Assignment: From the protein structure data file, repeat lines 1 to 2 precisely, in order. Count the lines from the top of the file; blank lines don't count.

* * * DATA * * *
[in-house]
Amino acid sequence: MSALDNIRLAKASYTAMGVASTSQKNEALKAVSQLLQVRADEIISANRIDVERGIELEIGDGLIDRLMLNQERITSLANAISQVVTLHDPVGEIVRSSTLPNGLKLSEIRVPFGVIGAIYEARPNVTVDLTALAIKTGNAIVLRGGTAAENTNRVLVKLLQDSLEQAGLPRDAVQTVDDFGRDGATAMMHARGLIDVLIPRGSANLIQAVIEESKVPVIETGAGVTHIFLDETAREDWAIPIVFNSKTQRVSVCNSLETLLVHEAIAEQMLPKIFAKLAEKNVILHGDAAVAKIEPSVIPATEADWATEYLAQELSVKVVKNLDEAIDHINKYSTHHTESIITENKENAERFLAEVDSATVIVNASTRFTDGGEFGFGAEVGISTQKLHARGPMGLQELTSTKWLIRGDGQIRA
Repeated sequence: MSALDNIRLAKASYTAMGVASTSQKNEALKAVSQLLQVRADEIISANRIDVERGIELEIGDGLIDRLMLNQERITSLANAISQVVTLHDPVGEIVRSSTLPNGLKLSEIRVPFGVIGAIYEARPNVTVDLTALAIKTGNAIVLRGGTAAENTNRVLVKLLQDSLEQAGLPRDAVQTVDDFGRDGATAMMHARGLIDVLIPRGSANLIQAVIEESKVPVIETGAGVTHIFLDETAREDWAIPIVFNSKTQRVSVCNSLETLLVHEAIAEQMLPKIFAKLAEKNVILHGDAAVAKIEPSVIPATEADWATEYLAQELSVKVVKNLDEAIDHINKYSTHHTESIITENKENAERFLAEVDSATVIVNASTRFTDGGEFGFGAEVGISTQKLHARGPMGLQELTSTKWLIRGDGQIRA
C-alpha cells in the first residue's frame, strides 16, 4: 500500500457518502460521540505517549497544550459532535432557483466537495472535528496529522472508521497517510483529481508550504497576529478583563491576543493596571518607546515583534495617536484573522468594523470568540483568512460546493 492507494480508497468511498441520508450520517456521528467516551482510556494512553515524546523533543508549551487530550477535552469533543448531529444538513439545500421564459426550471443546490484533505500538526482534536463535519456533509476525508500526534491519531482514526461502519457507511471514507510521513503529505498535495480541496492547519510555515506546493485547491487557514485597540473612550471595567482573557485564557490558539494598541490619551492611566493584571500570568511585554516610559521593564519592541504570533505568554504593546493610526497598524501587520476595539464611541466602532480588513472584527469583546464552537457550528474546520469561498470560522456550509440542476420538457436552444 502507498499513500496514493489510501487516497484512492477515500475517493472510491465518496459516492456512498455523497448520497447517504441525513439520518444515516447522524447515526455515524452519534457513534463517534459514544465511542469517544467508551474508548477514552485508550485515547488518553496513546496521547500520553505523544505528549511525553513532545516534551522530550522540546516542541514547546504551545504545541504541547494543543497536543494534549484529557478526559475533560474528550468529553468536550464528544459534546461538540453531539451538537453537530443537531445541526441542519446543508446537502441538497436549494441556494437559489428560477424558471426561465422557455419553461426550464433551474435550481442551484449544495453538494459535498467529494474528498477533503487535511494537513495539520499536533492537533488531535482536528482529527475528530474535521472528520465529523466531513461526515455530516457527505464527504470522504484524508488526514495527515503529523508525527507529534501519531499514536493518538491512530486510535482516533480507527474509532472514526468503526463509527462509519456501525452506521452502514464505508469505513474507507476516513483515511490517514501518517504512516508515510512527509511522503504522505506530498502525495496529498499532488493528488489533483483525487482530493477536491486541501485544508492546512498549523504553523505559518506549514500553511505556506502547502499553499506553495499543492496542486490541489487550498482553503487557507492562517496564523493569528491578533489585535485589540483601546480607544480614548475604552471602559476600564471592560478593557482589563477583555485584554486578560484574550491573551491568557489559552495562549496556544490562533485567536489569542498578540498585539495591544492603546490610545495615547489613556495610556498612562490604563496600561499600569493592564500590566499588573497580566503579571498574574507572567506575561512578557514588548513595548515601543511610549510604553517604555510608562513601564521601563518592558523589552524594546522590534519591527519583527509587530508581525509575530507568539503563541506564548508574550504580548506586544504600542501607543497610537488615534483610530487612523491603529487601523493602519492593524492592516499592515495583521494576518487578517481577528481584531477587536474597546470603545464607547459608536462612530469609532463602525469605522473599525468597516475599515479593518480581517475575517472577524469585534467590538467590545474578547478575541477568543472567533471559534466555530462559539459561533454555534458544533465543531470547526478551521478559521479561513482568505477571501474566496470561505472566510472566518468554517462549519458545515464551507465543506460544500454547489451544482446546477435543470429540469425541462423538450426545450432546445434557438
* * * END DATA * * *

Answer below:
[in-house]
Amino acid sequence: MSALDNIRLAKASYTAMGVASTSQKNEALKAVSQLLQVRADEIISANRIDVERGIELEIGDGLIDRLMLNQERITSLANAISQVVTLHDPVGEIVRSSTLPNGLKLSEIRVPFGVIGAIYEARPNVTVDLTALAIKTGNAIVLRGGTAAENTNRVLVKLLQDSLEQAGLPRDAVQTVDDFGRDGATAMMHARGLIDVLIPRGSANLIQAVIEESKVPVIETGAGVTHIFLDETAREDWAIPIVFNSKTQRVSVCNSLETLLVHEAIAEQMLPKIFAKLAEKNVILHGDAAVAKIEPSVIPATEADWATEYLAQELSVKVVKNLDEAIDHINKYSTHHTESIITENKENAERFLAEVDSATVIVNASTRFTDGGEFGFGAEVGISTQKLHARGPMGLQELTSTKWLIRGDGQIRA